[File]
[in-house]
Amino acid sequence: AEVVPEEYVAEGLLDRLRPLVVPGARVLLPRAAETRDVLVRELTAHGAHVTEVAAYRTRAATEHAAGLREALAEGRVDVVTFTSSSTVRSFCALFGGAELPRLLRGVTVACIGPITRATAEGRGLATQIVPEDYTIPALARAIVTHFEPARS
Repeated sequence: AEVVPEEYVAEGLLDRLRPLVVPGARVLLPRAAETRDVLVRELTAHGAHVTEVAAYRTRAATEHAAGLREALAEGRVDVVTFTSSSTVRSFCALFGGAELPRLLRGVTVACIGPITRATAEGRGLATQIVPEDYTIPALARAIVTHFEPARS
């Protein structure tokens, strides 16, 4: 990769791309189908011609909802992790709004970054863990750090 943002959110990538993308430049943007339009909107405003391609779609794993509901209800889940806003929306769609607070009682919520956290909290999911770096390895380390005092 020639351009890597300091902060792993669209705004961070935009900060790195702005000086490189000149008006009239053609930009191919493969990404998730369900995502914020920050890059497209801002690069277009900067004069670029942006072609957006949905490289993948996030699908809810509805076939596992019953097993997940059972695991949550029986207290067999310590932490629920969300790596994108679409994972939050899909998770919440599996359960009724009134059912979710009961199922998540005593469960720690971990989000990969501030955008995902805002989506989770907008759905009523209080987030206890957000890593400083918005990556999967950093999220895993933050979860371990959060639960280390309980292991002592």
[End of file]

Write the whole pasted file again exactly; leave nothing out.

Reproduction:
[in-house]
Amino acid sequence: AEVVPEEYVAEGLLDRLRPLVVPGARVLLPRAAETRDVLVRELTAHGAHVTEVAAYRTRAATEHAAGLREALAEGRVDVVTFTSSSTVRSFCALFGGAELPRLLRGVTVACIGPITRATAEGRGLATQIVPEDYTIPALARAIVTHFEPARS
Repeated sequence: AEVVPEEYVAEGLLDRLRPLVVPGARVLLPRAAETRDVLVRELTAHGAHVTEVAAYRTRAATEHAAGLREALAEGRVDVVTFTSSSTVRSFCALFGGAELPRLLRGVTVACIGPITRATAEGRGLATQIVPEDYTIPALARAIVTHFEPARS
């Protein structure tokens, strides 16, 4: 990769791309189908011609909802992790709004970054863990750090 943002959110990538993308430049943007339009909107405003391609779609794993509901209800889940806003929306769609607070009682919520956290909290999911770096390895380390005092 020639351009890597300091902060792993669209705004961070935009900060790195702005000086490189000149008006009239053609930009191919493969990404998730369900995502914020920050890059497209801002690069277009900067004069670029942006072609957006949905490289993948996030699908809810509805076939596992019953097993997940059972695991949550029986207290067999310590932490629920969300790596994108679409994972939050899909998770919440599996359960009724009134059912979710009961199922998540005593469960720690971990989000990969501030955008995902805002989506989770907008759905009523209080987030206890957000890593400083918005990556999967950093999220895993933050979860371990959060639960280390309980292991002592």